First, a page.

v.25 (so may God's grace be yours) The grace of the Lord Jesus Christ be with your spirit.

 

 

Notes: There are various things that arise in this simple little letter:

1. The change in Onesimus and its effect on how he may be viewed

2. The debt Philemon owes Paul

3. The whole subject of slavery

 

1. Onesimus: he was originally a slave and although technically he is still ‘owned' by Philemon, Paul makes the case for him to now be considered a brother in Christ which should completely change the way Philemon views him.

2. Philemon's debt: Paul clearly thinks that Philemon ‘owes him' for having brought the gospel to him and him having had his life changed for the better.

3. Slavery: to fully understand how slavery fits our understanding, rather than make limited comments within the text, here we provide some guide notes

Content:
1. Historical Misunderstanding supporting Slavery
2. The General Teaching about Slavery
3. The Silence of the New Testament

1. Historical Misunderstanding supporting Slavery

It has to be said that knowledge of the Bible and its teaching prior to the twentieth century was often inadequate. No doubt part of this was to do with the limited education that had existed in previous centuries and, indeed, often the poor quality of spiritual life in the church, during certain periods of church history.
Apparent approval of the slave trade by the church seems to have come from a complete misuse and misunderstanding of several verses from Genesis:
“When Noah awoke from his wine and found out what his youngest son had done to him, he said, "Cursed be Canaan ! The lowest of slaves will he be to his brothers." He also said, "Blessed be the LORD, the God of Shem! May Canaan be the slave of Shem. May God extend the territory of Japheth.” (Gen 9:24-27)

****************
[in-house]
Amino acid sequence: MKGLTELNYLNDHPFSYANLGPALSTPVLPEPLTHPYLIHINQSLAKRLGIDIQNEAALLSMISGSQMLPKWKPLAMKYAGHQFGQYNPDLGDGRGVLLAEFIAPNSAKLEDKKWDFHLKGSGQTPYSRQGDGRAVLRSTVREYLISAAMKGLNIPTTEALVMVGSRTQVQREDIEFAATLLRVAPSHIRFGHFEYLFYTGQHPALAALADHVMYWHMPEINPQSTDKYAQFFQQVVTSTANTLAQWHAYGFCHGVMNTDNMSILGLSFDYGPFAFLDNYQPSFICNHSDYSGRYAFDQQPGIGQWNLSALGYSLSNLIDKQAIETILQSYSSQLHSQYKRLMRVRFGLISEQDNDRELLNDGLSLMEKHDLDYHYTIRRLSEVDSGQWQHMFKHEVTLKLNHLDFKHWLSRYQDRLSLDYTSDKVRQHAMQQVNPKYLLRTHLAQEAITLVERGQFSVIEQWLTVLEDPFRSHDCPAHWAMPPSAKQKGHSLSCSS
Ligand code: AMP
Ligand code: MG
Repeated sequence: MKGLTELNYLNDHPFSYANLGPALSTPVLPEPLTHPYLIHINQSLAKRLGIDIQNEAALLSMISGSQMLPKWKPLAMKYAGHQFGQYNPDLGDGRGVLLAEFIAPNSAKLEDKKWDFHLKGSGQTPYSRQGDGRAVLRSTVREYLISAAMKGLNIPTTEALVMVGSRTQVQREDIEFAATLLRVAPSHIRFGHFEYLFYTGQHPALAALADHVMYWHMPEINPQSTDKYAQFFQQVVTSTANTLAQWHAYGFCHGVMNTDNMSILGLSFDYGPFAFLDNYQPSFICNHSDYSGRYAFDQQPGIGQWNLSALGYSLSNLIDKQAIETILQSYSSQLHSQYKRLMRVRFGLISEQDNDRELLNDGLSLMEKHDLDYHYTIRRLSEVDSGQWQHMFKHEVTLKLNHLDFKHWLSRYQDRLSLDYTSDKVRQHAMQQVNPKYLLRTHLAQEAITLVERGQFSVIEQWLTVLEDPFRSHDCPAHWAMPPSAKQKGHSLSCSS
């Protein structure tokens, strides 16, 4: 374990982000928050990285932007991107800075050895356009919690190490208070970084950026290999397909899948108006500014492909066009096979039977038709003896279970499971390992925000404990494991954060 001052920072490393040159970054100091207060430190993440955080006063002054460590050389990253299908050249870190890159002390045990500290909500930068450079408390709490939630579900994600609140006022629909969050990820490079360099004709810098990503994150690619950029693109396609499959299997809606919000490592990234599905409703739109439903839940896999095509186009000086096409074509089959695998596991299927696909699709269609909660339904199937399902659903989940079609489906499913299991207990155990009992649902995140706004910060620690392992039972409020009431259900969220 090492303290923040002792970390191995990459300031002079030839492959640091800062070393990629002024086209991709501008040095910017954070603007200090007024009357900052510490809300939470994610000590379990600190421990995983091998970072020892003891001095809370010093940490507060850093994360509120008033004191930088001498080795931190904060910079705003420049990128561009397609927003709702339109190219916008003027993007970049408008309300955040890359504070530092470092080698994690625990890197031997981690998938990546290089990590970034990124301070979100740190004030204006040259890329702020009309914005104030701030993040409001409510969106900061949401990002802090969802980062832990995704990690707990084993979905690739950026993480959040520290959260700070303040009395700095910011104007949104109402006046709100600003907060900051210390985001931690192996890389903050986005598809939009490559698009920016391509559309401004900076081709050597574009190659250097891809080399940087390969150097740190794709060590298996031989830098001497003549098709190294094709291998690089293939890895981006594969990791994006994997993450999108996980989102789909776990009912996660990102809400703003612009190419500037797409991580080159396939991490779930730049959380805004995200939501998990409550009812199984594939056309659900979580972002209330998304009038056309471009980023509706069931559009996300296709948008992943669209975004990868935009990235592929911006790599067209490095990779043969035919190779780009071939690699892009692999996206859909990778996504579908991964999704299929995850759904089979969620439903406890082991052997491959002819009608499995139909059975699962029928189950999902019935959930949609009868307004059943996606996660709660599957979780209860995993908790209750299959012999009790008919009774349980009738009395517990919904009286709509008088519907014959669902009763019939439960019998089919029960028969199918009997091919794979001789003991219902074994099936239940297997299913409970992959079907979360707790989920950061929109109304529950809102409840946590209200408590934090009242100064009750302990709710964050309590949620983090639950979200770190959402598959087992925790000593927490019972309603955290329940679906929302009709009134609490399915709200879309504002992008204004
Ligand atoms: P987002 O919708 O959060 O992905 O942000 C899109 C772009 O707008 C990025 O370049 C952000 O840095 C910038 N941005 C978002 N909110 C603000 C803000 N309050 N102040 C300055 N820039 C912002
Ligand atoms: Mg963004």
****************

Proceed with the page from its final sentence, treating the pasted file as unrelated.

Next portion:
Some of Ham's (the youngest son's) descendants were thought to populate Africa and therefore this was mistakenly applied to Ham, though the curse was on Canaan, not Ham!
The poor quality of learning in earlier centuries applied these verses to Africans because:
• they did not understand the full Biblical teaching about curses and blessings, and
• they tended to take verses out of context and assume they applied to life at any time, because
• they did not understand the historical contexts or development of Scripture.

For those who wish to understand these things, let's deal with each of those failures, one by one:

1.1 Curses & Blessings
A study of Isaac's use of blessings in Gen 27:27-40 clarifies what happens:
i) A blessing is simply a prophetic decree of good over a person, i.e. a speaking out of God's will for this person's future.
ii) Please note that this doesn't mean that God makes a person act in particular ways, more that He knows that this person will act in these ways to bring this about.
iii) A curse is a similar prophetic decree but it is judgment decreed by heaven.
iv) Very often the person bringing the blessing or curse simply has a sense of the rightness of what they are saying which they may see in the light of circumstances before them, but which may have a much wider prophetic application which heaven knows, but they don't.
v) Thus in the case of Noah, he has a sense of punishment to come upon a future generation. The two older sons had acted honourably towards him while the younger son despised him. Noah sensed that it would be a future generation that would be brought down because this same bad attitude would be theirs. The result would be their downfall. These three sons would develop into three families and into three sets of peoples and Canaan would be submissive to the others, i.e. a slave to them. That would be an historical outcome for these people.